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'Did not happen'

Politics | GOP hopeful Herman Cain goes before the media to deny sexual harassment accusations

Republican presidential candidate Herman Cain Tuesday emphatically denied accusations of sexual harassment, insisting he did not remember the face, name, or voice of one of his accusers who went public on Monday. Cain said he watched her on television in his hotel room and went over and over in his mind for some memory of her but could not recall knowing her.

"The charges and the accusations I absolutely reject. They simply didn't happen," Cain repeated at a news conference. "They simply did not happen."

Cain stood at a podium in front of cluster of American flags and bluntly struck back at Sharon Bialek, who is publicly accusing him with the assistance of activist attorney Gloria Allred. Bialek, 50, is a former Chicago-based employee of the National Restaurant Association who said Cain, then CEO of the association, reached under her skirt 14 years ago when she approached him for help finding a new job.

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Calling Bialek a "troubled woman," Cain took questions and directly addressed the nine-day media firestorm for nearly 30 minutes in a press conference. "I have never acted inappropriately with anyone. Period," he said twice.

Four women have made sexual harassment accusations against Cain, two anonymously. One of his original two accusers was interviewed by The New York Times and was identified publicly as Karen Kraushaar, who is now a spokeswoman in the Treasury Department's office of inspector general for tax administration.

When asked about Kraushaar, Cain said he recalled her accusation of sexual harassment but insisted that "it was found to be baseless."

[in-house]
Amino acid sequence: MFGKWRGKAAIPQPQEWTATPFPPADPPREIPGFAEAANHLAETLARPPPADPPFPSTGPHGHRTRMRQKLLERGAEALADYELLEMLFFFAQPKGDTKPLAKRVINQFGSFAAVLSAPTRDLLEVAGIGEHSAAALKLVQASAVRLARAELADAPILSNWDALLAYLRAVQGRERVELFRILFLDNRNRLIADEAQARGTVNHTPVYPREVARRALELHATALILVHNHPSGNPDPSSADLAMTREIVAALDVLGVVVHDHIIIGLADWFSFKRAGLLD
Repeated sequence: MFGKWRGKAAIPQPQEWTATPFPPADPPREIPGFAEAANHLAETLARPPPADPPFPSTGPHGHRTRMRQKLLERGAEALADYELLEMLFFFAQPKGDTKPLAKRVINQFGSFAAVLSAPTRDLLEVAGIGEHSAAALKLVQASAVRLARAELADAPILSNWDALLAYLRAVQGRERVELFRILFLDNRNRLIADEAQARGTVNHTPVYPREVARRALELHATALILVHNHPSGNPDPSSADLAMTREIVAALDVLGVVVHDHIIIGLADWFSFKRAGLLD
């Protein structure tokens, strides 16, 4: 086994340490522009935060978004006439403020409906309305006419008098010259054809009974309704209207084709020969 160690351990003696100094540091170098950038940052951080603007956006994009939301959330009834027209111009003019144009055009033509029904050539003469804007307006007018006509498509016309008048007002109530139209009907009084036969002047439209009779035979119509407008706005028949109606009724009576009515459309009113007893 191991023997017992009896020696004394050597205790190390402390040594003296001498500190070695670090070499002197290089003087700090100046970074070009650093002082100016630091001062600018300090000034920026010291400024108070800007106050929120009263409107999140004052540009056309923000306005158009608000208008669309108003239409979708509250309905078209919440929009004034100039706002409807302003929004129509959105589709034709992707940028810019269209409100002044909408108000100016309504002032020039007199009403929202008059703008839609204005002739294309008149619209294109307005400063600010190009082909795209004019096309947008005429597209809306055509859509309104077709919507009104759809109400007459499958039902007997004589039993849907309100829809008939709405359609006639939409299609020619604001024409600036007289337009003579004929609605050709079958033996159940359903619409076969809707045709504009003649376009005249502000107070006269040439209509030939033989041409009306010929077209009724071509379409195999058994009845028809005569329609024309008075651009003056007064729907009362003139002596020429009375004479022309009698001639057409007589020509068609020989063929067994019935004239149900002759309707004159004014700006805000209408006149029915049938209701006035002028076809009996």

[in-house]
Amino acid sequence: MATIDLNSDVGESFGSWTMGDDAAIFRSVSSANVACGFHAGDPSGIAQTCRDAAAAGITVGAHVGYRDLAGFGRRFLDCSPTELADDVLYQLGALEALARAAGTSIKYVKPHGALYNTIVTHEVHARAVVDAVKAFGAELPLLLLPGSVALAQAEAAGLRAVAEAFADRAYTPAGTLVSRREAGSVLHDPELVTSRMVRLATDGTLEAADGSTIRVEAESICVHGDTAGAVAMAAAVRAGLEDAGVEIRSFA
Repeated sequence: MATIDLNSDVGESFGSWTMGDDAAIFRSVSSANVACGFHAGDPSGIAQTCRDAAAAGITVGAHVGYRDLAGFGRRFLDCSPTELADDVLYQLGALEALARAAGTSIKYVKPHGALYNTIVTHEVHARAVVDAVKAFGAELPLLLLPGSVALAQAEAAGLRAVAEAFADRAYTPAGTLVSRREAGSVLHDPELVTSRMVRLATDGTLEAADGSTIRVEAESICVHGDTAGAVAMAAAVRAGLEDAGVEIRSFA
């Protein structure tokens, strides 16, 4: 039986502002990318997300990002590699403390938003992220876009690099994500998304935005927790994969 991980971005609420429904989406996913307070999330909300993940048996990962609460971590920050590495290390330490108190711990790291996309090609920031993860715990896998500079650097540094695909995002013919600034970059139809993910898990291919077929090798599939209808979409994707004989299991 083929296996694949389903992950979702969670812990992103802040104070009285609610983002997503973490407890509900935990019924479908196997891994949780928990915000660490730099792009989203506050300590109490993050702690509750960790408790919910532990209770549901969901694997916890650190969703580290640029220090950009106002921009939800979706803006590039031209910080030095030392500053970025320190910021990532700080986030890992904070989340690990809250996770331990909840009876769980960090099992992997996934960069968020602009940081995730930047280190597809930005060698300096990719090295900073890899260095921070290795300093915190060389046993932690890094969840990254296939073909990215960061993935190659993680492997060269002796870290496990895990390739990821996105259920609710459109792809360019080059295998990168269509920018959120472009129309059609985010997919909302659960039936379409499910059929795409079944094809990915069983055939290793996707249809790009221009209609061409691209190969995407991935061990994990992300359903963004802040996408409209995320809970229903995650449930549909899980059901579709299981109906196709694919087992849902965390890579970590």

Cain, who has polled strongly in the GOP presidential race since surging to a Sept. 24 Florida straw poll win, said he would not quit: "As far as these accusations causing me to back off and maybe withdraw from this primary race, ain't gonna happen, because I'm doing this for the American people, and the children and grandchildren."

Calling the accusations an effort to distract voters and part of the problem with a "broken Washington," Cain cast blame on the Democratic machine. Although he promised the tough going would not drive him from the race, Cain warned supporters there might be more accusations: "The machine to keep a businessman out of the White House is going to be relentless."

Cain said his wife of 43 years responded with disbelief to Bialek's story. He then urged the media to leave his family alone and address questions only to him: "I will vigorously defend my reputation."

Cain, who said he would consider a lie detector test, has received an outpouring of support from his backers and is confident most of his supporters will not believe the accusers. But he acknowledged that other voters would naturally be repelled by the accusations.

Other GOP presidential hopefuls have been asked to respond to the accusations, but have avoided going on the attack. Mitt Romney has called the accusations "disturbing." Asked about Romney's remark, Cain agreed with the characterization but stated again that the accusations are false.

Cain said he only remembers one complaint of sexual harassment, a matter that was found "baseless." The woman reportedly was paid an undisclosed sum in her departure by the National Restaurant Association, an action that Cain refuses to call a settlement because there were no legal implications. Instead, it was a separation agreement handled as a personnel matter, he said.

In that case, he reiterated that his only recollection is an incident in which he gestured-placing his hand beneath his chin-and said that the woman was the same height as his wife, Gloria. That was the only incident he described, noting that they were not alone at the time, and that he generally saw that employee at planning meetings.

"I can't tell what their motivation is," Cain said of his accusers, "other than to stop Herman Cain."

The Associated Press contributed to this report.

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